Wright State Panel
posted on October 16, 2014
Last Monday I had a chance to travel to Wright State in Dayton, Ohio to talk with a class that had been using Lisa’s Story as a course textbook and then to appear on a panel entitled “Lisa’s Story: Cancer in Popular Culture”. My fellow panelists included:
Steven Bogner the director of the Emmy Award winning A Lion in the House.
Julian G. Cambronero, PhD., Brage Golding Distinguished Professor of Research, Department of Biochemestry & Molecular Research, Department of Biochemistry & Molecular Biology.
Carol Loranger. PhD., Chair, Department of English Language and Literatures.
Yufeng Wang, PhD., Professor, Humanities Department, Sinclair Community College and a breast cancer survivor.
When I was twelve years old, it would have been hard to imagine that comic books would one day be studied in a college classroom and even more so that one of my comics would be studied. Never came up. Just wasn’t on the radar screen back then. However, comics, comic books and graphic novels have been making more and more inroads not only into popular culture, but colleges and university classrooms as well. So it was with pleasure that I was able to be on a panel with such distinguished fellow guests. The conversation was enlightening and the questions from the students insightful. It was fun to talk comics in such esteemed surroundings. Rather than recapitulate what was said, I’m simply going to leave you with some quotes without further comment. The first was new to me and came from the slide show that was put together for the evening panel:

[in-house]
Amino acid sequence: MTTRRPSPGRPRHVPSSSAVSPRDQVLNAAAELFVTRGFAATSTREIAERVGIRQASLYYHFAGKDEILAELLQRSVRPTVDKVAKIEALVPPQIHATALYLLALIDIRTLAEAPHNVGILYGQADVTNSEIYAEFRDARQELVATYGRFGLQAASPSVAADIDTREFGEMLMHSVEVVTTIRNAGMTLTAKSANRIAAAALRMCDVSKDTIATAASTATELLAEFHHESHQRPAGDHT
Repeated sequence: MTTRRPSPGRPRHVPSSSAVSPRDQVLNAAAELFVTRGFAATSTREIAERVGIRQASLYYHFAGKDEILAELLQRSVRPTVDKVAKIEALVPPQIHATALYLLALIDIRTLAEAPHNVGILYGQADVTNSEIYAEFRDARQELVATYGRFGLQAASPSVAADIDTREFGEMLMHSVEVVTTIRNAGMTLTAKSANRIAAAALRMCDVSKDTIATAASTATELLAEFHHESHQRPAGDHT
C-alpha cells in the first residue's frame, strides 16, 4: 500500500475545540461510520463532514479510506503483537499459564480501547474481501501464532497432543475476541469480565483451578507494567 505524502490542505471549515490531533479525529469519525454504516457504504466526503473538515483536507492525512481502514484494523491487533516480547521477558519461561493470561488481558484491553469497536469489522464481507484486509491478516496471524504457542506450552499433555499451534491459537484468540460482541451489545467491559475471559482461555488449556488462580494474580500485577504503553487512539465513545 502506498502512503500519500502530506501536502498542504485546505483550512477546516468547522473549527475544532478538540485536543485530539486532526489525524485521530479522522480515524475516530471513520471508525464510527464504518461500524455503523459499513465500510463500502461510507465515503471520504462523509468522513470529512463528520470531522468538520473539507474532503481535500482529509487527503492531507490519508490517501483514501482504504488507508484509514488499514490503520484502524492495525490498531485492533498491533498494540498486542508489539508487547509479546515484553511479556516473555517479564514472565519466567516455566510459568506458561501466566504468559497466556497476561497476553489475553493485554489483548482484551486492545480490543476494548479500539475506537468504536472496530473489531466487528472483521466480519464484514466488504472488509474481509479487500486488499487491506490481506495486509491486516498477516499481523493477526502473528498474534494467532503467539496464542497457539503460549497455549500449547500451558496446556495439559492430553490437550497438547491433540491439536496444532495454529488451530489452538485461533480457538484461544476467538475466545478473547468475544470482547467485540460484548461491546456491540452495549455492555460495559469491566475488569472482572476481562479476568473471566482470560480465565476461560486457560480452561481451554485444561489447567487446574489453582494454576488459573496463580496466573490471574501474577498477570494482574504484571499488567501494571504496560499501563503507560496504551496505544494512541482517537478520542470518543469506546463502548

“If you do not say anything in a cartoon, you might as well not draw it at all. Humor which does not say anything is worthless humor.”
The second comes from a Stan’s Soapbox from way back when:
“A story without a message is like a man without a soul.”
And finally this quote from Maureen Dowd which my dear wife slid across the table in this morning’s paper for my attention.
“Art is meant to explore all the unattractive inner realities as well as to recommend glittering ideals. It is not meant to provide uplift or confirm people’s prior ideological assumptions. Art says “Think,” not ”You’re right.”
As Stan used to say: “ ‘Nuff said.”